International Day of Education

Today, January 24 marks the date of International Education Day. This day was established in 2018 by the United Nations General Assembly to address and strengthen education as a public endeavour. Supporting educators with the right tools and resources, ensures a better quality of education for children. See below for a curated list of Canadian books to enhance any primary or secondary educators’ classroom.


Share It:

The Street Belongs to Us by Karleen Pendleton Jimenez (Arsenal Pulp Press)

Do you like summer days with great friends uncovering mysteries? The Street Belongs to Us is a sweet middle-grade chapter book about two best friends who transform their torn-up street into a world where imaginations can run wild. The exuberant and expressive line drawings by Gabriela Godoy perfectly capture the summers of youth, when anything feels possible, and an adventure is always around the corner.

The Pond and Beyond by Audrey Lute (At Bay Press)

Just beneath the water’s surface exists a fragile and delicate ecosystem, yet is a place often overlooked and taken for granted. The Pond and Beyond explores the tiny worlds right beneath our feet and the beautiful creatures that inhabit them. This sensitive and poignant graphic novel calls out our arrogance as the dominant species and the risks of continuing to ignore the complex environments and social systems thriving right alongside our own.

Killing the Wittigo by Suzanne Methot (ECW Press)

Written specifically for young adults, reluctant readers, and literacy learners this book explains the traumatic effects of colonization on Indigenous people and communities and how trauma alters an individual’s brain, body, and behavior. It explores how learned patterns of behavior — the ways people adapt to trauma to survive — are passed down within family systems, thereby affecting the functioning of entire communities. Full of bold graphics and illustration, Killing the Wittigo is a much-needed resource for Indigenous kids and the people who love them and work with them.

I Am William by Rébecca Déraspe, & translated by Leanna Brodie (J. Gordon Shillingford Publishing)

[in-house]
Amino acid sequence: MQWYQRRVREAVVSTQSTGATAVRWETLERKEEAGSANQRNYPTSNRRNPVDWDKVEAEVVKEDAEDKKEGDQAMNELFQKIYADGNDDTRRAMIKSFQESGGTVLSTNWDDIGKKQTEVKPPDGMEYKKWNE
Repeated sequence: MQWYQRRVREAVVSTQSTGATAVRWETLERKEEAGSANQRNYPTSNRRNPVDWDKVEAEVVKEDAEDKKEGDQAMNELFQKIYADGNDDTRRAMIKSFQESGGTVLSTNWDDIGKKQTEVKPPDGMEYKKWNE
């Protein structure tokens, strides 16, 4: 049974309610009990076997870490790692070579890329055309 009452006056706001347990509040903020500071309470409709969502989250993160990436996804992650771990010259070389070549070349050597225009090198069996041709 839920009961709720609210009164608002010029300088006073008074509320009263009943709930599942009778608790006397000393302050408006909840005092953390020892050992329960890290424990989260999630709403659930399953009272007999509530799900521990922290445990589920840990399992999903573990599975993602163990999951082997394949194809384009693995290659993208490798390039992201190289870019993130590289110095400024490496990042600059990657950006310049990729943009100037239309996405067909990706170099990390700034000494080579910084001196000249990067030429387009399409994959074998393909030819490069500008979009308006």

Margaret Shakespeare, age 13, must write her remarkable plays in secret: it is 1577, and a girl who can read and write is in danger from the witch-hunters. After all, as her father keeps reminding her, a woman’s place is in the home. to a big pile of laundry. Once the sweet but dim William discovers his sister’s astonishing talent, a chain of events is set in motion that will change both their lives forever. What happens to women of genius in a world that wants only their silence? Can a sister’s determination — and a brother’s unfailing love — really conquer all? Seamlessly translated from the original French by Leanna Brodie, this strikingly original play with music tackles the big feminist questions with wit, heart, and infectious energy. Winner of Quebec’s prestigious Prix de la critique and Prix Louise-Lahaye, Rébecca Déraspe’s I Am William has toured France, Spain, and the province of Quebec to great acclaim. This English version, commissioned by Theatre Le Clou, was also a hit at the Stratford Festival.

Don’t Try This at Home by Daria Salamon & Rob Krause (Turnstone Press)

Rob Krause and Daria Salamon sold their car, rented out their Winnipeg home, and packed up their two young children to embark on a 12-month journey around the world. In this dual retelling of their ambitious year abroad, Don’t Try This at Home chronicles the hilarious and sensational misadventures of a Canadian family as they travel across 15 different countries in the Southern Hemisphere. 

The Response of Weeds by Bertrand Bickersteth (NeWest Press)

Bertrand Bickersteth’s debut poetry collection explores what it means to be black and Albertan through a variety of prisms: historical, biographical, and essentially, geographical. The Response of Weeds offers a much-needed window on often overlooked contributions to the province’s character and provides personal perspectives on the question of black identity on the prairies. Through these rousing and evocative poems, Bickersteth uses language to call up the contours of the land itself, land that is at once mesmerizing as it is dismissively effacing. Such is black identity here on this paradoxical land, too.

* * *

Do you remember your favourite book that you stumbled upon in either elementary or high school school? Tell us in the comments or on social media at @alllitupcanada.